The Problem With Authortube
There isn't one. Well, not one that is only their fault. Sorry for the click bait, babes.
This is my personal opinion, of course. Just like how I hope the implicit disclaimer of "this writing advice is based on what I've learned on my journey, not from a place of expertise" is reaching people who read this blog. I am not an expert and you will never hear, read, or see me claim that title in regard to writing. How does that statement relate to Authortube? Half of them are doing the same exact thing but because we see and hear them, sometimes it's not clear whether they are speaking from a place of authority or life lesson.
So there is not a "problem" with Authortube, there is a problem with assuming every single person is an expert or credible source of knowledge. On the flip side, there is an issue with everyone thinking they are an authority on all facets of writing. Who's fault is it really if we believe all of them, theirs or ours (the viewer)? If an Authortuber says start your story with a dream sequence every single time, would you believe them? Absolutely not. In fact, you might run far, far away and never return. Checking the flip side of that, if you tell people to start every book with a dream sequence, shame upon thee.
Literally anyone can post a video and call themselves an Authortuber just like, technically, anyone can self-publish a book. It is up to us, consumers of that content, to discern who's advice is knowledgeable and who is just speaking. It is also important to really consider how to make any advice work with your own writing methods and your journey. For example, I watch a lot of Jenna Moreci (The Savior's Champion, The Savior's Sister) and her videos are fun, funny, and to the point. However, Jenna, while speaking broad enough to apply to most, if not all, genre fiction, self-publishes dark fantasy romance and I don't. So, I take her advice, digest it, and whatever works for me specifically, I keep in my brain. Everything else goes right out the window until I need it later.
For traditional contemporary knowledge, I find that Liselle Sambury (Blood Like Magic, Blood Life Fate) and Alexa Donne (The Ivies) are fantastic sources of information and fun behind-the-scenes of what author life is like. Another fun Authortuber is Michelle Schusterman (Olive and the Backstage Ghost) who speaks about her wild journey in the publishing space as both an author and a ghostwriter (secret agent author). If you want the real hard takes, check out her videos.
Those are people that I watch, trust with not selling me some nonsense, and learn from within reason. Because writing is an art form, what works for one person might not work for others who follow their advice to a T. There has to be a personal level of discernment.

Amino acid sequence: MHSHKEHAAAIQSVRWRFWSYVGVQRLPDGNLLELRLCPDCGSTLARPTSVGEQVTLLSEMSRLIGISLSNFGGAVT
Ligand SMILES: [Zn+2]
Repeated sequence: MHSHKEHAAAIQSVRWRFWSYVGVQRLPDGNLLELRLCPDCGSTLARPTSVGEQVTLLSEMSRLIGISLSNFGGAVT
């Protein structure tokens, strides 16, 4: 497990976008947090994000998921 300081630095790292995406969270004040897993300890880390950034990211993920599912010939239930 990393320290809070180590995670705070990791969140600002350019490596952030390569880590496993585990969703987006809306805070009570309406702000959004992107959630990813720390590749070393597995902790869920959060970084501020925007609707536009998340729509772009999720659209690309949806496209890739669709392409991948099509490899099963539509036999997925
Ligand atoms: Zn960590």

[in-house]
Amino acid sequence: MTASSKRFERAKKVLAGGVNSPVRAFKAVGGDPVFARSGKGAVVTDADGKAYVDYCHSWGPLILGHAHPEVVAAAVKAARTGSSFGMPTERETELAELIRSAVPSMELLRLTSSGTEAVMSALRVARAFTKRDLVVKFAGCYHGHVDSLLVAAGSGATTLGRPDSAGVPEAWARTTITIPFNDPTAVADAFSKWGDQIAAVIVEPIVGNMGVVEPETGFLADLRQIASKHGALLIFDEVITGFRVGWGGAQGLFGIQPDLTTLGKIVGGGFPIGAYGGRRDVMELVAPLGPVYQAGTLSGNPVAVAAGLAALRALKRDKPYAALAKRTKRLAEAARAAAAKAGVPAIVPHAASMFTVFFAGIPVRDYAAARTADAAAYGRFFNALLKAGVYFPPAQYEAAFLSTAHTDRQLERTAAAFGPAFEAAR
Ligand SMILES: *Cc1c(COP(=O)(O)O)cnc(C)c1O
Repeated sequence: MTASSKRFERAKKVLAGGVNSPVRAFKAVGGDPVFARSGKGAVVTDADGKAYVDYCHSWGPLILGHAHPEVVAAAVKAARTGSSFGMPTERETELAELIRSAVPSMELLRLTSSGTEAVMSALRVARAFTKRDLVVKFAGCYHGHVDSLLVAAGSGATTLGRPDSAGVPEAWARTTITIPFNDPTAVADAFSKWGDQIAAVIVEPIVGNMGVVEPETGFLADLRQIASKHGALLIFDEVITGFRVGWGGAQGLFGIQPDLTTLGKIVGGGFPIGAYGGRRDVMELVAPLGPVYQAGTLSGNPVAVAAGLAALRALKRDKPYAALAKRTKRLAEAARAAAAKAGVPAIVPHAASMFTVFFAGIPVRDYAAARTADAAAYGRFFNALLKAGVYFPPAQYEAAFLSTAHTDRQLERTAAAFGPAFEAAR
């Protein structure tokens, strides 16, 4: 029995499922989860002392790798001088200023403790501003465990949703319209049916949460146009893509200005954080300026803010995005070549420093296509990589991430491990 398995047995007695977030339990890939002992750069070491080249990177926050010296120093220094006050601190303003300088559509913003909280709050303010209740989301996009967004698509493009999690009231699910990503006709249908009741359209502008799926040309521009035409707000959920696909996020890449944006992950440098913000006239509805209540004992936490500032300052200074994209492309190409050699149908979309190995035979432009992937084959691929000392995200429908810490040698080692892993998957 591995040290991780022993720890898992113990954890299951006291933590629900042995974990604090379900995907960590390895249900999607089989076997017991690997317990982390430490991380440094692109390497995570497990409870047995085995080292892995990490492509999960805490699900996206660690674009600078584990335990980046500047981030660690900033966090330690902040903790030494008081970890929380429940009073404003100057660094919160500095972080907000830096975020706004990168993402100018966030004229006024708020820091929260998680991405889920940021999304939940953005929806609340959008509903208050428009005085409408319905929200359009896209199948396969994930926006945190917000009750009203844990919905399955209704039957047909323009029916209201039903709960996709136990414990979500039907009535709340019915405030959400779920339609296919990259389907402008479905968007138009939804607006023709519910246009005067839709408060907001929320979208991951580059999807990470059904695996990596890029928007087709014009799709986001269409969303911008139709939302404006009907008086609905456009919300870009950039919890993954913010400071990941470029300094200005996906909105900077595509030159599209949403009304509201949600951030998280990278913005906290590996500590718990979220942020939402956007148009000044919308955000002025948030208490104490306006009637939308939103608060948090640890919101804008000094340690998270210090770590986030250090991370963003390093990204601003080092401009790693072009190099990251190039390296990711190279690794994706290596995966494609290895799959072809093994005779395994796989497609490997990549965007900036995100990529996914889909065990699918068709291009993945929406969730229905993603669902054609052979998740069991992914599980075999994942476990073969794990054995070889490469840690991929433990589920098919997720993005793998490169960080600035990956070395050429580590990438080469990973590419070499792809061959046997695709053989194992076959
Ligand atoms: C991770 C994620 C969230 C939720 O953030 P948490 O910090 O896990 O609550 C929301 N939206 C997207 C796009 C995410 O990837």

Now, let's get into a very real problem that came to light last year when a prominent Authortuber released a book and it, sadly, did not go the way they wanted. Disclaimer: I want to speak about this with great respect to them, as they are a very kind person, so my usual smarminess will be shoved aside for a bit.
What happened: After building up a large platform as a well-informed, industry trained professional, they finally decided to release their book. Again, disclaimer, I received a free copy of this book. Full respect, despite the amazing premise and elements building, it was not for me. Others had more colorful ways of expressing that it wasn't for them and suddenly everything this Author ever said was called into question.
You will find five star review of this book on Goodreads, Amazon, etc which means that it worked very well for some people but, the issue is that the author made videos from a point of authority on everything that fell short for others. So, what do we as readers and consumers of their past advice do with this? Do we consider it a debut writer issue or do we just write it off as someone who spoke a little too highly of their own skill? Me, personally, I'm considering it a debut flop issue.
The conclusion: There was a massive scandal surrounding a sudden influx of five star reviews that people found highly suspicious, the author made a statement that they had nothing to do with it and, then the author took a leave of absence. I hope they are doing well and healing.
But, I say all of this because was it really their fault people assumed they'd release the perfect debut? Writing craft theory (knowing the many act structures and commenting on other books) is very different from actually writing for public consumption. I can name several popular books that I think are absolute trash. When my books get released, someone will call it trash (please just not to my face, I'm sensitive).
So, in my humble opinion, there is not an overwhelming issue with Authortube just like there is not an overwhelming issue with self-publishing. Someone out there is finding value in the writing advice being offered and that is great! So much of publishing is gatekept and the amount of knowledge people are providing for free is a goldmine when you can find and apply it. That's why I'm open about my journey and what I've learned from searching the internet for answers.
Please let me know who your favorite Authortube personalities are, I'd love to check them out! Additionally, please leave a comment if you are so inclined. You can find me on Twitter and Instagram too!
Until next time!